Molloy and Malone, Magee and Muldoon

I saw an old photograph of the road where my house is recently. It dated from sometime in the early 20th century, and featured a horsedrawn hearse with four formally-dressed funeral directors smoking while waiting outside a church for the funeral service to end. It captivated me, the life-in-death-in-life of it. Alas, I can no longer find it on the interwebs, but it evoked an era possibly contemporaneous with this one, from 1914.

Picture taken from a gallery posted online by BelfastLive.

Anyhow, it inspired a bit of verse, written for no good reason in an approximation of iambic pentameter.

Molloy and Malone, Magee and Muldoon

Molloy and Malone, Magee and Muldoon

Wait by the roadside, Tuesday afore noon,

Outside the wee redbrick church that was built

With money raised from parishioner guilt.

Magee and Muldoon, Molloy and Malone

Come from the New Lodge, the Ardoyne, the Bone

To bury, when time comes around at last,

The dearly departed of all North Belfast.

Muldoon and Molloy, Malone and Magee,

Smoking in black suits of conformity,

Won’t darken the door of the chapel at all.

They prefer the bar, or the grey snooker hall.

Malone and Magee, Muldoon and Molloy,

Scowl at the sunshine which they can’t enjoy.

Theirs is the burden and theirs is the curse

To hoist us on their shoulders and into the hearse

On not reviewing Branagh’s ‘Belfast’

A few people have asked me if I’d seen Branagh’s sepia-tinged movie about Belfast. I haven’t. I also don’t intend to. I’m sure it’s great, but it’s not for me.

Kenneth Branagh racconta 'Belfast': "Ci ho messo due mesi a girarlo e una  vita a concepirlo" - la Repubblica
Branagh on set.

I grew up literally one street away, the other side of a fence we euphemistically call a peace line. That fence is there today. It wasn’t there in the Seventies.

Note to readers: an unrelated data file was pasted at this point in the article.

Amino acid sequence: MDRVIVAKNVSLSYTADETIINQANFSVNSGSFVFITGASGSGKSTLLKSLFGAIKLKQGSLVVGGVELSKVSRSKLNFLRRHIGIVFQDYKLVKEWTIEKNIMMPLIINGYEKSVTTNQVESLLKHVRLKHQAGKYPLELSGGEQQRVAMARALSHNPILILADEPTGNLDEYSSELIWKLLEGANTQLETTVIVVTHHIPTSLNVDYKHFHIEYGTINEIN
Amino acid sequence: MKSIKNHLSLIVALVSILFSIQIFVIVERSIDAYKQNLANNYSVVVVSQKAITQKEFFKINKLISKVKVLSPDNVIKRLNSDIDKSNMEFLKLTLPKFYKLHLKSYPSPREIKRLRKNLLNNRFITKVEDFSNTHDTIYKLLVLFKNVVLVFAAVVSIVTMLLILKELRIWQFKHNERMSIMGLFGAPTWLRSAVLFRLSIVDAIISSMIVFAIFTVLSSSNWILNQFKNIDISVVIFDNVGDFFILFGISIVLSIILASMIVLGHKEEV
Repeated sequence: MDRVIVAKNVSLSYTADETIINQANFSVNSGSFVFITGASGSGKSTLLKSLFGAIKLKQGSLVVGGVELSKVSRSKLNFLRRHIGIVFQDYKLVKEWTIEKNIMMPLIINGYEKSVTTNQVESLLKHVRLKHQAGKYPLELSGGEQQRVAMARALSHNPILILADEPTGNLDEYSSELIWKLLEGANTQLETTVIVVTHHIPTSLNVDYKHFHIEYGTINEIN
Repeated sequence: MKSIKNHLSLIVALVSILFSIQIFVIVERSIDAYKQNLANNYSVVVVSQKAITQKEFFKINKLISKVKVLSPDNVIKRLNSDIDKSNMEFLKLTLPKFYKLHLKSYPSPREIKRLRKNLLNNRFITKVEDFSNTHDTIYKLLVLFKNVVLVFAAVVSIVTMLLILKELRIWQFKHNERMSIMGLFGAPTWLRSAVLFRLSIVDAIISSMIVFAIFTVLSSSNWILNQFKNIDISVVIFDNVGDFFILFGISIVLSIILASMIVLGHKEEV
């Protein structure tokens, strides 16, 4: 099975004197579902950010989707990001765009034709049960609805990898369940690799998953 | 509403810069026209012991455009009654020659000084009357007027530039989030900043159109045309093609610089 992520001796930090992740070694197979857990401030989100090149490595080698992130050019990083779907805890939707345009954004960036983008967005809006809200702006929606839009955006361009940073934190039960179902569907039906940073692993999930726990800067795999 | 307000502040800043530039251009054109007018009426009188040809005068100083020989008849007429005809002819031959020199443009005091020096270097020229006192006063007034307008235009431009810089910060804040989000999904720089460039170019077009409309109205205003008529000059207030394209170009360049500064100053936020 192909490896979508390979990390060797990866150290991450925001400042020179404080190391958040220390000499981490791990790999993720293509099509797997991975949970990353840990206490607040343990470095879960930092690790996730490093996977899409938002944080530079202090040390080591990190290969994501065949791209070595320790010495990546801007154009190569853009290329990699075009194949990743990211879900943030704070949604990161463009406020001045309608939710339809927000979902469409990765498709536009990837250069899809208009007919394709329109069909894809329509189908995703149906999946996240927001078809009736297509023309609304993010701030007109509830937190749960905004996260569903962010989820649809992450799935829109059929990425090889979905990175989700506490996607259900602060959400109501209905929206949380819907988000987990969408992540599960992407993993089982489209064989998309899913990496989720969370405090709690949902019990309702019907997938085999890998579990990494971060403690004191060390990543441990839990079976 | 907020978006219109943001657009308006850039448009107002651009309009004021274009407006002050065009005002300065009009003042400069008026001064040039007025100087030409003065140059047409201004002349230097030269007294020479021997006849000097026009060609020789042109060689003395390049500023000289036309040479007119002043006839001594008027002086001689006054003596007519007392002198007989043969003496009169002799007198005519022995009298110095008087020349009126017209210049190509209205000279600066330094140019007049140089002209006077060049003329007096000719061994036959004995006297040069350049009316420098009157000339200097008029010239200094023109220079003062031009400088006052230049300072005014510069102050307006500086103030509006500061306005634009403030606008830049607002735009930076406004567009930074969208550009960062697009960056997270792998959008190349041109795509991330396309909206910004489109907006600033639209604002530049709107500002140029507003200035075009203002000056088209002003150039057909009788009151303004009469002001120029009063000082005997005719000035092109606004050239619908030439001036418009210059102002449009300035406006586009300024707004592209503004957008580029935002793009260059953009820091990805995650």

“Peace” line in North Belfast.

In this Google Maps image you can see where my house was (those ones are new). You can also see KAT (standing for ‘Kill all Taigs (Catholics)’ written on the wall. That’s today, nearly three decades into a peace process. If you can’t imagine what it was like at the height of a civil war, there’s plenty of archival news footage available.

I expect Ken would have made a very different movie had he grown up in the city at that time, as I did. Actually, I expect he’d not be making movies at all. So no, I haven’t seen it and won’t see it. It’s not something I care to revisit, in Ken’s sepia tones or in any other format.

It’s not a tribal thing. I’m proud of Ken and always have been. I’ve loved his work since the ‘Billy’ plays. But Ken’s Belfast and mine, though they almost overlap, are hugely different. When the civil war euphemistically known as the ‘Troubles’ erupted in 1969, Ken’s family quite sensibly emigrated.

What they left behind, and what my family moved into (after being threatened out of their home in a different part of town), was a North Belfast that quickly became a patchwork quilt of paramilitary loyalties, rival tribalisms, brute violence and war.

I really admire Branagh for never shying away from his origins, and also for the sensitivity he has always brought to the topic. But, to use a word in today’s parlance, I find this somewhat triggering. More pertinently, I’m not the intended audience for this.